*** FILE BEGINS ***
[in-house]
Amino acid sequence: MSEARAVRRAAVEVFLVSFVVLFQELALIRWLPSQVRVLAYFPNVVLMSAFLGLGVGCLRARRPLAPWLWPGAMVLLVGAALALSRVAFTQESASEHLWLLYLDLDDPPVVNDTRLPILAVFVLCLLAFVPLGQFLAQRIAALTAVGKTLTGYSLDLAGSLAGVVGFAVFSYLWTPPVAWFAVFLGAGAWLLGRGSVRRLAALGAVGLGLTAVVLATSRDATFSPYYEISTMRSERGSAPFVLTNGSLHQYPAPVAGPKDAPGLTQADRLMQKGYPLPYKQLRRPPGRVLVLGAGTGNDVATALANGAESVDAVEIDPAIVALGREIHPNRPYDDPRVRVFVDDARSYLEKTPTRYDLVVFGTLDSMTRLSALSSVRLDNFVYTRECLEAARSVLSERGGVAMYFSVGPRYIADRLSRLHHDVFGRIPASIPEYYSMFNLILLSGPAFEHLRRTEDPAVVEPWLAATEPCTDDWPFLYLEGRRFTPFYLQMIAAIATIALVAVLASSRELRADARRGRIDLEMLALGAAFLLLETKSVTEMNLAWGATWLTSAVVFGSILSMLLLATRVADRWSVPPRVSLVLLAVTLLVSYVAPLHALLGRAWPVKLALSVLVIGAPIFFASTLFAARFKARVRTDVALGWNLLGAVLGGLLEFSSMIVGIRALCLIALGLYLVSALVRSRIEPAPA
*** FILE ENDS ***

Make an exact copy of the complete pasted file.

[in-house]
Amino acid sequence: MSEARAVRRAAVEVFLVSFVVLFQELALIRWLPSQVRVLAYFPNVVLMSAFLGLGVGCLRARRPLAPWLWPGAMVLLVGAALALSRVAFTQESASEHLWLLYLDLDDPPVVNDTRLPILAVFVLCLLAFVPLGQFLAQRIAALTAVGKTLTGYSLDLAGSLAGVVGFAVFSYLWTPPVAWFAVFLGAGAWLLGRGSVRRLAALGAVGLGLTAVVLATSRDATFSPYYEISTMRSERGSAPFVLTNGSLHQYPAPVAGPKDAPGLTQADRLMQKGYPLPYKQLRRPPGRVLVLGAGTGNDVATALANGAESVDAVEIDPAIVALGREIHPNRPYDDPRVRVFVDDARSYLEKTPTRYDLVVFGTLDSMTRLSALSSVRLDNFVYTRECLEAARSVLSERGGVAMYFSVGPRYIADRLSRLHHDVFGRIPASIPEYYSMFNLILLSGPAFEHLRRTEDPAVVEPWLAATEPCTDDWPFLYLEGRRFTPFYLQMIAAIATIALVAVLASSRELRADARRGRIDLEMLALGAAFLLLETKSVTEMNLAWGATWLTSAVVFGSILSMLLLATRVADRWSVPPRVSLVLLAVTLLVSYVAPLHALLGRAWPVKLALSVLVIGAPIFFASTLFAARFKARVRTDVALGWNLLGAVLGGLLEFSSMIVGIRALCLIALGLYLVSALVRSRIEPAPA